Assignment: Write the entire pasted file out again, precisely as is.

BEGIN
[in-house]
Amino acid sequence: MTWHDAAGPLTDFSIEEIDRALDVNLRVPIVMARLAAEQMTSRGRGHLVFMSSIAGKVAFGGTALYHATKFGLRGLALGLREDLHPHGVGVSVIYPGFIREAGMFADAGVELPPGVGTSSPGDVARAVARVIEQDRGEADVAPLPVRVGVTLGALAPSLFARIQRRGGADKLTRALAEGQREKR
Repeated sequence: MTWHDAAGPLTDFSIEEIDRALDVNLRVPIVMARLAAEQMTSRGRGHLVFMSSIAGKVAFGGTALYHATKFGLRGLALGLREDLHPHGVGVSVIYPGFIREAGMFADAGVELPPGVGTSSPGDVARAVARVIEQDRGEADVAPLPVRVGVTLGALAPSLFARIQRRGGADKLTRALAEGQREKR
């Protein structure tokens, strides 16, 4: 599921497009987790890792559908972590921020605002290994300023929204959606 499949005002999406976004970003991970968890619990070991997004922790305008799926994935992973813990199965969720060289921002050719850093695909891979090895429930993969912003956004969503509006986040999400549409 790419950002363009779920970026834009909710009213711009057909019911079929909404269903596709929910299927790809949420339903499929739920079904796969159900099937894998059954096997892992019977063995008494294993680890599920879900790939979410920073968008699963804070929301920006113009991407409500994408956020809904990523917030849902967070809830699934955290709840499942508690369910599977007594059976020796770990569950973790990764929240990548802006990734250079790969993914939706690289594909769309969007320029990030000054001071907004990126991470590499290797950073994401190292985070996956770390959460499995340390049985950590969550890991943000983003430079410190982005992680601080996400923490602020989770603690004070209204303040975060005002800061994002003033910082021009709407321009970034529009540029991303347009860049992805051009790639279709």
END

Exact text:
[in-house]
Amino acid sequence: MTWHDAAGPLTDFSIEEIDRALDVNLRVPIVMARLAAEQMTSRGRGHLVFMSSIAGKVAFGGTALYHATKFGLRGLALGLREDLHPHGVGVSVIYPGFIREAGMFADAGVELPPGVGTSSPGDVARAVARVIEQDRGEADVAPLPVRVGVTLGALAPSLFARIQRRGGADKLTRALAEGQREKR
Repeated sequence: MTWHDAAGPLTDFSIEEIDRALDVNLRVPIVMARLAAEQMTSRGRGHLVFMSSIAGKVAFGGTALYHATKFGLRGLALGLREDLHPHGVGVSVIYPGFIREAGMFADAGVELPPGVGTSSPGDVARAVARVIEQDRGEADVAPLPVRVGVTLGALAPSLFARIQRRGGADKLTRALAEGQREKR
């Protein structure tokens, strides 16, 4: 599921497009987790890792559908972590921020605002290994300023929204959606 499949005002999406976004970003991970968890619990070991997004922790305008799926994935992973813990199965969720060289921002050719850093695909891979090895429930993969912003956004969503509006986040999400549409 790419950002363009779920970026834009909710009213711009057909019911079929909404269903596709929910299927790809949420339903499929739920079904796969159900099937894998059954096997892992019977063995008494294993680890599920879900790939979410920073968008699963804070929301920006113009991407409500994408956020809904990523917030849902967070809830699934955290709840499942508690369910599977007594059976020796770990569950973790990764929240990548802006990734250079790969993914939706690289594909769309969007320029990030000054001071907004990126991470590499290797950073994401190292985070996956770390959460499995340390049985950590969550890991943000983003430079410190982005992680601080996400923490602020989770603690004070209204303040975060005002800061994002003033910082021009709407321009970034529009540029991303347009860049992805051009790639279709």